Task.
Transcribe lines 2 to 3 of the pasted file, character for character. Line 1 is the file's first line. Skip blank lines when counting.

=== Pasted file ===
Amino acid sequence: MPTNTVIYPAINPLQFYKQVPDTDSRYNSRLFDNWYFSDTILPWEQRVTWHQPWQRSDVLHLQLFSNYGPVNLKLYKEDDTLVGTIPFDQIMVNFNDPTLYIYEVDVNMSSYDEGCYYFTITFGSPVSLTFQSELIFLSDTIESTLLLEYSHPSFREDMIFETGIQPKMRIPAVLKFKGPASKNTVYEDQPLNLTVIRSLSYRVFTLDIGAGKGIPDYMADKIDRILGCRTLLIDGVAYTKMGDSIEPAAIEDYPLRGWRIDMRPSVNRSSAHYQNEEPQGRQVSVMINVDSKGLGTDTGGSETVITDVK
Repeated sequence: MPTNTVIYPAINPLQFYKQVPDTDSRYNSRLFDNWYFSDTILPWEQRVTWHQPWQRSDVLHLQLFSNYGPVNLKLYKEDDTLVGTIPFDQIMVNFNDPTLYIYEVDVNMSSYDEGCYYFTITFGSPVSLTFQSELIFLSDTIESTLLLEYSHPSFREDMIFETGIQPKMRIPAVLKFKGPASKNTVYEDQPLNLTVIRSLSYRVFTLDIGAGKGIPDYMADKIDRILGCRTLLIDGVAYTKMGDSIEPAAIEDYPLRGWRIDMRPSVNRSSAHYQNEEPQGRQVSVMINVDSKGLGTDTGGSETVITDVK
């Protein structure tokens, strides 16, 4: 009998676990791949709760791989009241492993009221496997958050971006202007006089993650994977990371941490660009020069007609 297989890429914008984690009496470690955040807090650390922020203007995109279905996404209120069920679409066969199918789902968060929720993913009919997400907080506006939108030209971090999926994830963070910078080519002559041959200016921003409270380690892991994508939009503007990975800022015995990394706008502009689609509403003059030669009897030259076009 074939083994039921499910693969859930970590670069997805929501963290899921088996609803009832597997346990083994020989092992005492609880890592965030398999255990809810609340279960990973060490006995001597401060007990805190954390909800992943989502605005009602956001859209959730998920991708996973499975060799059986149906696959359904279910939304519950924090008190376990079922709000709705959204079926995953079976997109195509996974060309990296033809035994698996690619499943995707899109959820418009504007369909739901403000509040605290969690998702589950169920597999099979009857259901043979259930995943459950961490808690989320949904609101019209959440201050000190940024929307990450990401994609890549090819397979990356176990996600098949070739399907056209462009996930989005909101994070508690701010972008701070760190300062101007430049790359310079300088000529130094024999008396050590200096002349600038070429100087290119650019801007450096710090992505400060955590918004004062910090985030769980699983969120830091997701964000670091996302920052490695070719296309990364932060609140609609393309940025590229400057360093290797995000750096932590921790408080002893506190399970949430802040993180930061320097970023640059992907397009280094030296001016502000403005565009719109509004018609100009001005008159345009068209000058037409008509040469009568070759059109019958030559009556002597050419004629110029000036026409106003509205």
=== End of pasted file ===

Repeated sequence: MPTNTVIYPAINPLQFYKQVPDTDSRYNSRLFDNWYFSDTILPWEQRVTWHQPWQRSDVLHLQLFSNYGPVNLKLYKEDDTLVGTIPFDQIMVNFNDPTLYIYEVDVNMSSYDEGCYYFTITFGSPVSLTFQSELIFLSDTIESTLLLEYSHPSFREDMIFETGIQPKMRIPAVLKFKGPASKNTVYEDQPLNLTVIRSLSYRVFTLDIGAGKGIPDYMADKIDRILGCRTLLIDGVAYTKMGDSIEPAAIEDYPLRGWRIDMRPSVNRSSAHYQNEEPQGRQVSVMINVDSKGLGTDTGGSETVITDVK
């Protein structure tokens, strides 16, 4: 009998676990791949709760791989009241492993009221496997958050971006202007006089993650994977990371941490660009020069007609 297989890429914008984690009496470690955040807090650390922020203007995109279905996404209120069920679409066969199918789902968060929720993913009919997400907080506006939108030209971090999926994830963070910078080519002559041959200016921003409270380690892991994508939009503007990975800022015995990394706008502009689609509403003059030669009897030259076009 074939083994039921499910693969859930970590670069997805929501963290899921088996609803009832597997346990083994020989092992005492609880890592965030398999255990809810609340279960990973060490006995001597401060007990805190954390909800992943989502605005009602956001859209959730998920991708996973499975060799059986149906696959359904279910939304519950924090008190376990079922709000709705959204079926995953079976997109195509996974060309990296033809035994698996690619499943995707899109959820418009504007369909739901403000509040605290969690998702589950169920597999099979009857259901043979259930995943459950961490808690989320949904609101019209959440201050000190940024929307990450990401994609890549090819397979990356176990996600098949070739399907056209462009996930989005909101994070508690701010972008701070760190300062101007430049790359310079300088000529130094024999008396050590200096002349600038070429100087290119650019801007450096710090992505400060955590918004004062910090985030769980699983969120830091997701964000670091996302920052490695070719296309990364932060609140609609393309940025590229400057360093290797995000750096932590921790408080002893506190399970949430802040993180930061320097970023640059992907397009280094030296001016502000403005565009719109509004018609100009001005008159345009068209000058037409008509040469009568070759059109019958030559009556002597050419004629110029000036026409106003509205």